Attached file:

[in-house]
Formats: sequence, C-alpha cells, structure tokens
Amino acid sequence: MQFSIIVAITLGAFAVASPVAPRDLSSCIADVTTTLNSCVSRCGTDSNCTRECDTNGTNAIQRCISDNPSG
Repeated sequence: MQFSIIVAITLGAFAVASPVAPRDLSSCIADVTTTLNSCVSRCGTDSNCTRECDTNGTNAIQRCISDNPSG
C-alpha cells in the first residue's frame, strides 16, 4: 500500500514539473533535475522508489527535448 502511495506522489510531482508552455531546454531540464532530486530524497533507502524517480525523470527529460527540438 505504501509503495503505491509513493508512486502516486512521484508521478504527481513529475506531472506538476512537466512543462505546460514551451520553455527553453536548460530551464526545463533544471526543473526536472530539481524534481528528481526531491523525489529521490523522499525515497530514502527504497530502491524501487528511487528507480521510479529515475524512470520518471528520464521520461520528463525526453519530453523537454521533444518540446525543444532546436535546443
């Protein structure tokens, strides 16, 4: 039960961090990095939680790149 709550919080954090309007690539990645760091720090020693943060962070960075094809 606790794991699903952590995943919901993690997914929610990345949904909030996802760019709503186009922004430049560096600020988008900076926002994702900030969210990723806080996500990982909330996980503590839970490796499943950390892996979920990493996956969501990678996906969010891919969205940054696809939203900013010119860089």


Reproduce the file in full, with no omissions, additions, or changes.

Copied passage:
[in-house]
Formats: sequence, C-alpha cells, structure tokens
Amino acid sequence: MQFSIIVAITLGAFAVASPVAPRDLSSCIADVTTTLNSCVSRCGTDSNCTRECDTNGTNAIQRCISDNPSG
Repeated sequence: MQFSIIVAITLGAFAVASPVAPRDLSSCIADVTTTLNSCVSRCGTDSNCTRECDTNGTNAIQRCISDNPSG
C-alpha cells in the first residue's frame, strides 16, 4: 500500500514539473533535475522508489527535448 502511495506522489510531482508552455531546454531540464532530486530524497533507502524517480525523470527529460527540438 505504501509503495503505491509513493508512486502516486512521484508521478504527481513529475506531472506538476512537466512543462505546460514551451520553455527553453536548460530551464526545463533544471526543473526536472530539481524534481528528481526531491523525489529521490523522499525515497530514502527504497530502491524501487528511487528507480521510479529515475524512470520518471528520464521520461520528463525526453519530453523537454521533444518540446525543444532546436535546443
């Protein structure tokens, strides 16, 4: 039960961090990095939680790149 709550919080954090309007690539990645760091720090020693943060962070960075094809 606790794991699903952590995943919901993690997914929610990345949904909030996802760019709503186009922004430049560096600020988008900076926002994702900030969210990723806080996500990982909330996980503590839970490796499943950390892996979920990493996956969501990678996906969010891919969205940054696809939203900013010119860089």